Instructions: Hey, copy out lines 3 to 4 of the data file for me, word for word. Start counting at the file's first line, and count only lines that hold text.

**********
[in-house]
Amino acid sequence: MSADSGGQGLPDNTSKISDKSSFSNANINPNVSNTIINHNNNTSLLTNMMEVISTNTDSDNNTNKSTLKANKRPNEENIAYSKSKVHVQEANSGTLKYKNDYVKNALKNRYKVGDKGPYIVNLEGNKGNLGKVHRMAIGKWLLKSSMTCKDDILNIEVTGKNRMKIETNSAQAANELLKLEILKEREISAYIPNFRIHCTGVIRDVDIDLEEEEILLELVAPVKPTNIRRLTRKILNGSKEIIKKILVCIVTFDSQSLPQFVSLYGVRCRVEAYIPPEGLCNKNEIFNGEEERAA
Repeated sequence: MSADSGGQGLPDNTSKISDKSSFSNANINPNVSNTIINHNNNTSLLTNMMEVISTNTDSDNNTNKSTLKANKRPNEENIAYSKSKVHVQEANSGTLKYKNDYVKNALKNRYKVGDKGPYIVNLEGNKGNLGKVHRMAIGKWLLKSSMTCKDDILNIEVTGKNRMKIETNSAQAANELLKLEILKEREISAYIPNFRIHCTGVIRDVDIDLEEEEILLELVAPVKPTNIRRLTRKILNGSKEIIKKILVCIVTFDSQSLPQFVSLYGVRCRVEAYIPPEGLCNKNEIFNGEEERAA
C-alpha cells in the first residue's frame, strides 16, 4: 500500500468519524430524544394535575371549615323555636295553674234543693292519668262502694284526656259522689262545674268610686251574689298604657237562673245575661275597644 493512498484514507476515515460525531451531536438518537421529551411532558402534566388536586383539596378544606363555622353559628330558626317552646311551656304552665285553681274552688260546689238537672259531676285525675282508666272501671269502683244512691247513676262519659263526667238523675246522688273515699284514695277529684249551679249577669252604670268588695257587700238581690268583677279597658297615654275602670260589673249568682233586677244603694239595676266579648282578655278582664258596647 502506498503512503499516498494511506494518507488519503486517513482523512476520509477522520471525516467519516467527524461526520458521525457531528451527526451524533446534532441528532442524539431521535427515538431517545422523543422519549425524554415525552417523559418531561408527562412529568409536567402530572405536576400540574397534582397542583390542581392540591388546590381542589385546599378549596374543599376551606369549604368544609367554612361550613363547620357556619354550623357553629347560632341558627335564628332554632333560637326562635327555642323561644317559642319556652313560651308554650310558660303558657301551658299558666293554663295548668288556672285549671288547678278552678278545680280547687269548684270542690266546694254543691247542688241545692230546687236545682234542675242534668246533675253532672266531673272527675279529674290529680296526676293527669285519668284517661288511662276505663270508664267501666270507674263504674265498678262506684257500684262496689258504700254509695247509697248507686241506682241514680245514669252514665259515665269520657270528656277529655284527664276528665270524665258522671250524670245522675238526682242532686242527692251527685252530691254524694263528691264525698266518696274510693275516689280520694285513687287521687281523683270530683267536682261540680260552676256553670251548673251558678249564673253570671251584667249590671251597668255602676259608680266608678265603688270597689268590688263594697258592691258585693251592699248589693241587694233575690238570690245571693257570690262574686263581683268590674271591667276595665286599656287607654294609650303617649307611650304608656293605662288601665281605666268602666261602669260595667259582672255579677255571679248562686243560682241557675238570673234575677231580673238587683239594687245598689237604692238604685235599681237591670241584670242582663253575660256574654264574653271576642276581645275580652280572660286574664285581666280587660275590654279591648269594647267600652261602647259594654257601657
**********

Repeated sequence: MSADSGGQGLPDNTSKISDKSSFSNANINPNVSNTIINHNNNTSLLTNMMEVISTNTDSDNNTNKSTLKANKRPNEENIAYSKSKVHVQEANSGTLKYKNDYVKNALKNRYKVGDKGPYIVNLEGNKGNLGKVHRMAIGKWLLKSSMTCKDDILNIEVTGKNRMKIETNSAQAANELLKLEILKEREISAYIPNFRIHCTGVIRDVDIDLEEEEILLELVAPVKPTNIRRLTRKILNGSKEIIKKILVCIVTFDSQSLPQFVSLYGVRCRVEAYIPPEGLCNKNEIFNGEEERAA
C-alpha cells in the first residue's frame, strides 16, 4: 500500500468519524430524544394535575371549615323555636295553674234543693292519668262502694284526656259522689262545674268610686251574689298604657237562673245575661275597644 493512498484514507476515515460525531451531536438518537421529551411532558402534566388536586383539596378544606363555622353559628330558626317552646311551656304552665285553681274552688260546689238537672259531676285525675282508666272501671269502683244512691247513676262519659263526667238523675246522688273515699284514695277529684249551679249577669252604670268588695257587700238581690268583677279597658297615654275602670260589673249568682233586677244603694239595676266579648282578655278582664258596647 502506498503512503499516498494511506494518507488519503486517513482523512476520509477522520471525516467519516467527524461526520458521525457531528451527526451524533446534532441528532442524539431521535427515538431517545422523543422519549425524554415525552417523559418531561408527562412529568409536567402530572405536576400540574397534582397542583390542581392540591388546590381542589385546599378549596374543599376551606369549604368544609367554612361550613363547620357556619354550623357553629347560632341558627335564628332554632333560637326562635327555642323561644317559642319556652313560651308554650310558660303558657301551658299558666293554663295548668288556672285549671288547678278552678278545680280547687269548684270542690266546694254543691247542688241545692230546687236545682234542675242534668246533675253532672266531673272527675279529674290529680296526676293527669285519668284517661288511662276505663270508664267501666270507674263504674265498678262506684257500684262496689258504700254509695247509697248507686241506682241514680245514669252514665259515665269520657270528656277529655284527664276528665270524665258522671250524670245522675238526682242532686242527692251527685252530691254524694263528691264525698266518696274510693275516689280520694285513687287521687281523683270530683267536682261540680260552676256553670251548673251558678249564673253570671251584667249590671251597668255602676259608680266608678265603688270597689268590688263594697258592691258585693251592699248589693241587694233575690238570690245571693257570690262574686263581683268590674271591667276595665286599656287607654294609650303617649307611650304608656293605662288601665281605666268602666261602669260595667259582672255579677255571679248562686243560682241557675238570673234575677231580673238587683239594687245598689237604692238604685235599681237591670241584670242582663253575660256574654264574653271576642276581645275580652280572660286574664285581666280587660275590654279591648269594647267600652261602647259594654257601657